Giving Compass' Take:

• Research shows that both positive and negative messaging about Blackness has an impact on Black girls' mental health and their likelihood of developing depression.

• How can this research help inform the work of organizations supporting young Black girls? How can donors center Black girls and positive messaging in charitable giving? 

• Read more about advocating for the health of Black women.  

Positive messages—and positive feelings about being Black—were associated with a decreased likelihood of symptoms of depression; negative messages about Black women were associated with a greater risk of symptoms of depression.

“Black teenage girls are more likely to report symptoms of depression than Black boys or white teens,” says McKenzie Stokes, first author of a paper on the work in the Journal of Youth and Adolescence and a PhD student at North Carolina State University. “We wanted to learn more about some of the factors that may contribute to that higher rate of depression.”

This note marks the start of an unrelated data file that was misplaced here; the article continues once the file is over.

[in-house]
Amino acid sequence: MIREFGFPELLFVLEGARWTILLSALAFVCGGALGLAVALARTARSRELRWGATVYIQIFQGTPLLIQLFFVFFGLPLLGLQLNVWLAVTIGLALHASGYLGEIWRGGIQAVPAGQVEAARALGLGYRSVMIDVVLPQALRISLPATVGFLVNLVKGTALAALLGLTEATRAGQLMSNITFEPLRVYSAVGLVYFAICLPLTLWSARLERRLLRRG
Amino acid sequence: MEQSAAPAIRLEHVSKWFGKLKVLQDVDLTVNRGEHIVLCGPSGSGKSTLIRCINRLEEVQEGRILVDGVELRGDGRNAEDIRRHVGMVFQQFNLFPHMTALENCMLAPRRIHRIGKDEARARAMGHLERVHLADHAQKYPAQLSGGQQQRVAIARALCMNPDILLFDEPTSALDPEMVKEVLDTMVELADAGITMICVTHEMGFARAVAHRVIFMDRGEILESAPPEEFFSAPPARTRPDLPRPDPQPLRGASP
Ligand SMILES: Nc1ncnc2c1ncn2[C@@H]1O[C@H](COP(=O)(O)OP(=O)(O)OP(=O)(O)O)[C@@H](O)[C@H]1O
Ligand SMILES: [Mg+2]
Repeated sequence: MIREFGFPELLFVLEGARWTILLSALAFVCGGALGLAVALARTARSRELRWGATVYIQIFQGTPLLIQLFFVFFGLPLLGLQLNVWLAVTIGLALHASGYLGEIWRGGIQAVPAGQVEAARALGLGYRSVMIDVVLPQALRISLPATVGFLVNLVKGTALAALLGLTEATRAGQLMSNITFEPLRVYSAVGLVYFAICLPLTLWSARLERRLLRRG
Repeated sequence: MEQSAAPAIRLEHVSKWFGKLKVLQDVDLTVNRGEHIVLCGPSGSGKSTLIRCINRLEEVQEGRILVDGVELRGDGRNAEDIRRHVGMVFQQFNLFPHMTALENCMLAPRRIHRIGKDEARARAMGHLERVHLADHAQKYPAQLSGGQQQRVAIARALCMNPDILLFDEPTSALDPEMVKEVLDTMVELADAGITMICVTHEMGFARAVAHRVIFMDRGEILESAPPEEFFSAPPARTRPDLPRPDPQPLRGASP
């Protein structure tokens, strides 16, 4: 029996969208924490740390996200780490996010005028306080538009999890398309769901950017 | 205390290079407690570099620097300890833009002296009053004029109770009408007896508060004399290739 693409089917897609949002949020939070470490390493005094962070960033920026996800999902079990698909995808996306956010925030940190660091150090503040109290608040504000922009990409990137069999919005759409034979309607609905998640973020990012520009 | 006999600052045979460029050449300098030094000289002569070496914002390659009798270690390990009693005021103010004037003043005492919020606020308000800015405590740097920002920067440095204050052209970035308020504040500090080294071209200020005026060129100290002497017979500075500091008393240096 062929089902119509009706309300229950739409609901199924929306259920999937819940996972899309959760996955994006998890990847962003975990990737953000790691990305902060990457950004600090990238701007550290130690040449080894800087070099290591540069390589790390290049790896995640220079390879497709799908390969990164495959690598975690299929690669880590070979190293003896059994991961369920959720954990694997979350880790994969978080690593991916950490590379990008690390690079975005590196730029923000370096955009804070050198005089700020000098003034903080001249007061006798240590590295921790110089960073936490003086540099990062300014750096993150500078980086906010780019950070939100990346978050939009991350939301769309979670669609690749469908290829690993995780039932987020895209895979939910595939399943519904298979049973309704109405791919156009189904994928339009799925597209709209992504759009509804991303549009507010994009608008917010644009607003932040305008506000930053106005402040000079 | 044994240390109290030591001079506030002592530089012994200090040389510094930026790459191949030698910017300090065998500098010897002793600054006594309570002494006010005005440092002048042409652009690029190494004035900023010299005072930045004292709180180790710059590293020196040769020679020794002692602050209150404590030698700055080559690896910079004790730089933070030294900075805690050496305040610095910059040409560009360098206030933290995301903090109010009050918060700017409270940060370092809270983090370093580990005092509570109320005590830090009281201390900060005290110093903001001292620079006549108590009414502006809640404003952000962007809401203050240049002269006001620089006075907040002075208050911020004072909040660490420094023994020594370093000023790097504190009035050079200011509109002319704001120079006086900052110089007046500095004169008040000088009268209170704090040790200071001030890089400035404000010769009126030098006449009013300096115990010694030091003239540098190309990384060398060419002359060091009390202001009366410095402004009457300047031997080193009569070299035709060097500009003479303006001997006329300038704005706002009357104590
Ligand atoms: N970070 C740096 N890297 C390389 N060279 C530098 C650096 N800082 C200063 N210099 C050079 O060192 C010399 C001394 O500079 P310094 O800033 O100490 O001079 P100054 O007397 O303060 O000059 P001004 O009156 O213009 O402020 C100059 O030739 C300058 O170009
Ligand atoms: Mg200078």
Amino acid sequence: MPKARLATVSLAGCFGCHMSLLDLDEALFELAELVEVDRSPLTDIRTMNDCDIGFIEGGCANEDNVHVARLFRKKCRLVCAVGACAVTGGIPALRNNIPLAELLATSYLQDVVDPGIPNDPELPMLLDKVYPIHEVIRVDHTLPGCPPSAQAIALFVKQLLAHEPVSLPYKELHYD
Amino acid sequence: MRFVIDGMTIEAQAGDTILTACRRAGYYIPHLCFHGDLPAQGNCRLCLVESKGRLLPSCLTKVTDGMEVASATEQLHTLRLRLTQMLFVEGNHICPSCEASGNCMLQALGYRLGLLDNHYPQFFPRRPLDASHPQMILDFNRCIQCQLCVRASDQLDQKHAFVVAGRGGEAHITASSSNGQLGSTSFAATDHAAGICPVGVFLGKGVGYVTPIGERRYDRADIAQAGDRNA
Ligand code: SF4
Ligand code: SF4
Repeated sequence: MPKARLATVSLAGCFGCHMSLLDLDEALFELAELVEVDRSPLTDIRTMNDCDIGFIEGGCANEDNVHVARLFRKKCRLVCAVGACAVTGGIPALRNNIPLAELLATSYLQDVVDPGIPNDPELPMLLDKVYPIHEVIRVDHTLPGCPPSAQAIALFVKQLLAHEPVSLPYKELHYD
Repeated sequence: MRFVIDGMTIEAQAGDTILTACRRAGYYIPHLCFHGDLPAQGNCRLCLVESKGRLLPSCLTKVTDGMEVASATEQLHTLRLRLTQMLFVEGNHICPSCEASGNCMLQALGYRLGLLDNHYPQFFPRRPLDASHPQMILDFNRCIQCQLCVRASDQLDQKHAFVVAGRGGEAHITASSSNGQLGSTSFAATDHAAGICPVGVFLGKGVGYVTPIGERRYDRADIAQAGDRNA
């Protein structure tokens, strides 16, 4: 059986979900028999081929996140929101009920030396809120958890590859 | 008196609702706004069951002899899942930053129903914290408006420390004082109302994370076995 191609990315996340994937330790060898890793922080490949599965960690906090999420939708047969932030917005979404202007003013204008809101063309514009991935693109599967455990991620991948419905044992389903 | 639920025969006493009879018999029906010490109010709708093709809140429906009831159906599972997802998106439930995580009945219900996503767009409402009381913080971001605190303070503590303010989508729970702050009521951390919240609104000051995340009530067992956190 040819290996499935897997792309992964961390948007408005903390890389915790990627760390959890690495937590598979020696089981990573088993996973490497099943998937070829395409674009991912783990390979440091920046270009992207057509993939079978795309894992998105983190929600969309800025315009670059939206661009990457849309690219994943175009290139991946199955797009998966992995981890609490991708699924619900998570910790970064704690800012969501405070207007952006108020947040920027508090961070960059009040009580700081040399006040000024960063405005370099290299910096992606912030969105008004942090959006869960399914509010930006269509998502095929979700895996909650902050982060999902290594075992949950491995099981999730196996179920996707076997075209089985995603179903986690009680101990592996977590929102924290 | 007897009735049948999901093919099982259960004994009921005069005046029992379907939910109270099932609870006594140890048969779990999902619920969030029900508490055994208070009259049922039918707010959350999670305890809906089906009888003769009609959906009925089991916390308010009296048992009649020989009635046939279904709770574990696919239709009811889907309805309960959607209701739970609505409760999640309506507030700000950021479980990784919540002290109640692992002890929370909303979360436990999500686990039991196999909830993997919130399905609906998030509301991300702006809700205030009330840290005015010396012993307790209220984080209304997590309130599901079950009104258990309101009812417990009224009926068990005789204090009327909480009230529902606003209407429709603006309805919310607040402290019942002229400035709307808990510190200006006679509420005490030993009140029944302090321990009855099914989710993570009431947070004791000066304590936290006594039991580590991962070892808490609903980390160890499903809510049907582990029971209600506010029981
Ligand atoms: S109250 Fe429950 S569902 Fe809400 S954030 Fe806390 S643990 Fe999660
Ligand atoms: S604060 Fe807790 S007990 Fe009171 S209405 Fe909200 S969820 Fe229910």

“Identifying and understanding these factors is an important step in addressing depression in Black girls in a meaningful way,” says Elan Hope, coauthor of the paper and an associate professor of psychology.

The researchers drew on in-depth, national survey data from 287 Black girls between the ages of 13 and 17.

Specifically, the researchers were interested in aspects of racial socialization related to how Black caregivers talk to their children about taking pride in being Black and being Black women.

Study participants were asked how frequently they heard positive messages from their primary caregivers about being Black and about being Black women. Study participants were also asked how frequently they heard oppressive messages about Black women.

Read the full article about Black girls and positive messaging by Matt Shipman at Futurity.